At the very least it was an hour during which I was able t to share knowledge, learn more about my teammates as a newcomer and have fun contributing to our journey of transitioning from a good to great company.

A great philosopher Heraclitus said it best: "Nothing endures but change."

Change happens. It is inevitable. It is how we deal with change that can make a difference.

This is the moral of the popular book by Spencer Johnson, Who Moved My Cheese. The fable centers around four characters; two mice named Sniff and Scurry, and two little people named Hem and Haw. The four live in a maze, which represents our physical environment. Their goal is to look for cheese, representing life’s happiness and success. Each of the four characters eventually finds the cheese in the maze. But when the cheese disappears, they each deal with the change differently.

Sniff identified change early. He kept things simple and didn’t overanalyze. He was not easily surprised and was mentally prepared for anything. Scurry was an eager and quick mouse. He was flexible, mentally aware and accepting of change. Hem, on the other hand, preferred to stay in his comfort zone, ignoring the reality of the situation. He felt entitled and just trusted his needs would be met if he took the easiest path. Haw dealt with change differently than the others. This man was comfortable with the past, willing to learn from mistakes, laughed at himself, was quick to let go of old behaviors and aimed to be and do better.

The moral? “Whatever parts of us we choose to use, we all share something in common: a need to find our way in (and through) the maze to succeed in changing times.”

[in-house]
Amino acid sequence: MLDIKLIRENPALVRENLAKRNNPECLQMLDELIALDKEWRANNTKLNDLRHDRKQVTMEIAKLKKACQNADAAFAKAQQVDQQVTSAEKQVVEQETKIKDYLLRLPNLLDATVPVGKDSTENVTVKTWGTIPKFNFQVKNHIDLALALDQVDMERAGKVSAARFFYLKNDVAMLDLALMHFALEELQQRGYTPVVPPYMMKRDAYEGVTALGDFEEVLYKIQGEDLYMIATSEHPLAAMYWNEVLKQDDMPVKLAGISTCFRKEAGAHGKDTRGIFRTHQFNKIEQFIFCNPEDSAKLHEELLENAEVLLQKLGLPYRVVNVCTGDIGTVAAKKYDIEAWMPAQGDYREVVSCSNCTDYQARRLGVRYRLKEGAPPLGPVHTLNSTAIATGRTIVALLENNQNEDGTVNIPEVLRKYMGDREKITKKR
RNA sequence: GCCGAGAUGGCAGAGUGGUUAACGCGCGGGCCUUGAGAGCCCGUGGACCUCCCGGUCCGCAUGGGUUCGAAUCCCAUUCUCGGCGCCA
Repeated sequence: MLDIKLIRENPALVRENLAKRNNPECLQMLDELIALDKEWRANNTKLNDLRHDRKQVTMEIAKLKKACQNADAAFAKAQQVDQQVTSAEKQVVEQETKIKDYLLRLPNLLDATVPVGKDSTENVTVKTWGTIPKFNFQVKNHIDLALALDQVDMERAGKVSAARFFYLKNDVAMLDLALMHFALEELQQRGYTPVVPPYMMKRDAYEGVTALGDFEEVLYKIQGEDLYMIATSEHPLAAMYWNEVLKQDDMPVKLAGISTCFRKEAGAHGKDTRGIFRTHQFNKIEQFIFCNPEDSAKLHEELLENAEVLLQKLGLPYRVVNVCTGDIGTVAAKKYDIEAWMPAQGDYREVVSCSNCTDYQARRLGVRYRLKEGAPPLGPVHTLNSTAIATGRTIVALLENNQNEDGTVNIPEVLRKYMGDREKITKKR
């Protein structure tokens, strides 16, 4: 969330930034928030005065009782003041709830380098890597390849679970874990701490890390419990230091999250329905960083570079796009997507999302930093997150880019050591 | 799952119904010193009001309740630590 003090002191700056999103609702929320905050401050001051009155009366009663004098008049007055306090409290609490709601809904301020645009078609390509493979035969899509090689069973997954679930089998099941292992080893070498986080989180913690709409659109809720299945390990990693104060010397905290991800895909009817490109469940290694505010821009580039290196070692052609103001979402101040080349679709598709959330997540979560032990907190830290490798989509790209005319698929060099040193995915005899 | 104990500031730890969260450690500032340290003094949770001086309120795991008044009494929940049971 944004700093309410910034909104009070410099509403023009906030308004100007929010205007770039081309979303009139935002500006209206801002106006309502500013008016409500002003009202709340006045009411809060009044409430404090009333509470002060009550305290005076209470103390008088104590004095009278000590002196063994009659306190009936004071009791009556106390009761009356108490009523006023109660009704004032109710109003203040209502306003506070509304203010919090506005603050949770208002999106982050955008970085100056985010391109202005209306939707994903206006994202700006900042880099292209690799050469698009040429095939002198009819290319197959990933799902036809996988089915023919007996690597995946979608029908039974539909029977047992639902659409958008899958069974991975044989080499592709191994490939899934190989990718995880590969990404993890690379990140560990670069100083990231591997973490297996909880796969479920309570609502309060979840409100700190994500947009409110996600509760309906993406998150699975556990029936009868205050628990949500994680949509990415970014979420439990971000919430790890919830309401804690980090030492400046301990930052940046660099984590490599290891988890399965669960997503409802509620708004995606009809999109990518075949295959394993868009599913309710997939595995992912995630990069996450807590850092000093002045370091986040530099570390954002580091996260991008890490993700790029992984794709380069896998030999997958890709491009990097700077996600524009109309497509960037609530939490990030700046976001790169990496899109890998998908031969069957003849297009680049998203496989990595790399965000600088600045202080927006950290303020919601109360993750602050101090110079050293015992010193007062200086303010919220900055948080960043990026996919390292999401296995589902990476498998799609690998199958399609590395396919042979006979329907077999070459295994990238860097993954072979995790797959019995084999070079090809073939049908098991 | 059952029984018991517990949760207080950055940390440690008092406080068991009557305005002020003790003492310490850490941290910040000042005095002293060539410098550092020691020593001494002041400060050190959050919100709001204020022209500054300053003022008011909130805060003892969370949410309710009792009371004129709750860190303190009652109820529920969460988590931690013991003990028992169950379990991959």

Sure we all have a little of each of these characters in our own personalities. It is my belief that the better we know each other, the better we can face change, help each other and increase our chances of experiencing success.

A deeper look into personality types is not only a personal passion, but seemed an appropriate, timely and fun topic for a lunch and learn with my fellow VisionPointers, all of whom are facing change on the business front. In less than two weeks, the company brought on eight new team members. We are learning new technologies. We are pushing our comfort zones by exploring new ways to do things. We are growing the company and our client base. We are proactively striving to transition VisionPoint Marketing from a Good to Great (the best-selling book by Jim Collins) company. It’s exciting and challenging.

So our team took a personality test I came across years ago that was perfect for my interest in personality types, my love for writing and my education in journalism. We determined if we were a headline (driven by the now), body copy (driven by the how), an illustration (more about me) or a logo (more about we).

For the skeptics on the team, we took another, much more popular personality test – the DISC Behavioral Style Assessment . That helped us discover if we were Determined, an Influencer, Steady or Cautious/Compliance. But we didn’t stop there. In both cases, we looked at key characteristics and personality traits, strengths and weaknesses, likes and dislikes and even how we want to be approached as we do our daily work.

To wrap up the lunch and learn, we also learned about our preferred learning styles. Were we visual, auditory or kinesthetic learners by nature?

While I believe the session was fun for most of my colleagues, I also believe it left us with many new insights about how we can continue to build good relationships (internally and externally), deepen our understanding about each other’s differences or idiosyncrasies, increase our self awareness about how we respond and cope with change and even remind us about how we may be perceived or influence those we work closely with.

At the very least it was an hour during which I was able to share knowledge, learn more about my teammates as a newcomer and have fun contributing to our journey of transitioning from a good to great company.